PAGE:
Thursday, August 31, 2006


The word of the day is:


In the dictionary, image is defined as both a noun and a verb, with no less than 23 variations of meaning.

There is image in its most basic meaning of a picture or a likeness. We say that a boy is the spitting image of his father, and to take a photograph is to "capture" a person's image.

Image also refers to perception and reputation. A person's image is akin to the cover of a book; a thin veneer that does not necessarily accurately correspond who that person really is. It's a thumbnail sketch, a shortcut that doesn't always lead down the expected path.

There is an overemphasis on image in today's society, which, to me, is putting the cart before the horse; putting form ahead of function. This is like buying a car for the spiffy paint job and not looking under the hood.

I've seen job applicants given more advice on what to wear to a job interview, than on their actual hard qualifications and aptitudes to do a job. It is so that Albert Einstein would likely be passed up for many jobs because of his wild hair and ratty sweaters.

There is even a vocational category known as image consulting. Image consultants help people with their personal "window dressing", in order to help them convey a particular impression to a prospective employer, which may or may not bear any relation to their actual selves, aptitudes, or qualifications. Image consultants are then, in a sense, experts in the arts of deception.

It's unfortunate, but people today often care more about how things look than how they actually function. I've seen employers concentrate on matters of window dressing, while ignoring nuts and bolts basic concerns, as the business goes to hell in a handbasket.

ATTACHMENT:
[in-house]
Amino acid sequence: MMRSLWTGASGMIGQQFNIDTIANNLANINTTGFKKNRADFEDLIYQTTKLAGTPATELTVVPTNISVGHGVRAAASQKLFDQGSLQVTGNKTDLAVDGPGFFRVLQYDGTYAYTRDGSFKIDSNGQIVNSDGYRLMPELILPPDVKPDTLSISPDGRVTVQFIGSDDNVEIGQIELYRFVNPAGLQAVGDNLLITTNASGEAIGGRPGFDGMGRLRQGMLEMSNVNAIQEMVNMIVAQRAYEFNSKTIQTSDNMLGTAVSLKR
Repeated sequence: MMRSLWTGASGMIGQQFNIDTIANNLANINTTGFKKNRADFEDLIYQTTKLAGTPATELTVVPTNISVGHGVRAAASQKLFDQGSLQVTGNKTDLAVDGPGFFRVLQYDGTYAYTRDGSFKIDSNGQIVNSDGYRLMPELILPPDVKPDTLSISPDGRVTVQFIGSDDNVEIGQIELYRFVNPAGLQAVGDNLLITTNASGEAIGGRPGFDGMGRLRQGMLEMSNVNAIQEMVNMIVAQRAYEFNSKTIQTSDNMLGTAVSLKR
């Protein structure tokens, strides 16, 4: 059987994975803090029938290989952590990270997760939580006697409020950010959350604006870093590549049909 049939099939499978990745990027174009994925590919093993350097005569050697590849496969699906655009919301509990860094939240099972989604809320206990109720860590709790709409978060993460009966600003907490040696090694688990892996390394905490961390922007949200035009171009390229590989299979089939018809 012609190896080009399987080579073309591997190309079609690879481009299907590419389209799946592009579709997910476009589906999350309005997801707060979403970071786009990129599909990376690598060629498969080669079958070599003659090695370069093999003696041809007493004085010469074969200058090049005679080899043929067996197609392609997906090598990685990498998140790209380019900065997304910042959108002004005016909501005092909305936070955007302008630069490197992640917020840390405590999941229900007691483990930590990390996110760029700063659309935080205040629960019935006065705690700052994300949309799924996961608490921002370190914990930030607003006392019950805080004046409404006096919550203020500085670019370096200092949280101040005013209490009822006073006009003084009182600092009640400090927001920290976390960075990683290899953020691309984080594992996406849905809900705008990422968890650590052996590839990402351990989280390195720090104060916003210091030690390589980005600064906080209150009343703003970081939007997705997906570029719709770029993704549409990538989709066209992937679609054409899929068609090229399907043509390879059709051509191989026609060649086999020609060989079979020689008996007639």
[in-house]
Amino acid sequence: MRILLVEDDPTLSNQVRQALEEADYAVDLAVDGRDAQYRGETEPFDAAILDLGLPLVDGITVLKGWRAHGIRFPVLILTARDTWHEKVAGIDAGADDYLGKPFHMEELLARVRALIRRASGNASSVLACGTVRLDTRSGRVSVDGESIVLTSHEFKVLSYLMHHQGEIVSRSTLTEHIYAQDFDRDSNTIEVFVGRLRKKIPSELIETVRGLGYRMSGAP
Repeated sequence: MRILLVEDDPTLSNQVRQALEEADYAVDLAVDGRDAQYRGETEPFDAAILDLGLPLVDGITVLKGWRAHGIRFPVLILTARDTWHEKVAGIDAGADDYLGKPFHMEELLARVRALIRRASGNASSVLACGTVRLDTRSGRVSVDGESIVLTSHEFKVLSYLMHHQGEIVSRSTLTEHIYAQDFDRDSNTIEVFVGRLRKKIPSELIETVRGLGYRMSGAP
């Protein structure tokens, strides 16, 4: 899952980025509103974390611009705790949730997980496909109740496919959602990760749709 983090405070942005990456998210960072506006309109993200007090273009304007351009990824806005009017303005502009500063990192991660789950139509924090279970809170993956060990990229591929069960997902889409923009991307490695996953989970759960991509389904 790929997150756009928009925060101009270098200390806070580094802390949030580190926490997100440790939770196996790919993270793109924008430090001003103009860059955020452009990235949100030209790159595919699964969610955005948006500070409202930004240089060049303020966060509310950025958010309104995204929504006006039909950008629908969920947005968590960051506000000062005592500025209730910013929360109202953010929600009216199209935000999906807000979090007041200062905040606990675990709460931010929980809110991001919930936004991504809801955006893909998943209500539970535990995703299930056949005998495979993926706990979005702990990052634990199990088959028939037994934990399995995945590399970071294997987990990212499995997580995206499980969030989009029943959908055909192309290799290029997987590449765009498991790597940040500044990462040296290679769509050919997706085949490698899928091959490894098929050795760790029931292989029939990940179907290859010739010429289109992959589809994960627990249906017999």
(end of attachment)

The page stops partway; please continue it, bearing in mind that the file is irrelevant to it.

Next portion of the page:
One even encounters undue concern with image in religion. Some denominations have long lists of thou shalt nots: drink, dance, see movies, play cards, and so on, ad nauseum. Most of these same sects have strict appearance requirements for women than run opposite to the equally shallow appearance expectations in the secular business world: no makeup, no pants, dowdy dresses, long, plain hair. Oddly enough, such denominations do not often require the men to also adopt a visual stigma that immediately identifies them as being part of a particular religious group. Such religious groups care more about what's on the outside, about others might think, than what's on the inside; a person's actual faith or lack thereof.

To give excessive emphasis to image is misleading, often leading to mistaken impressions. The old adage, "Don't judge a book by its cover" should be kept uppermost in one's mind when it comes to matters of image.


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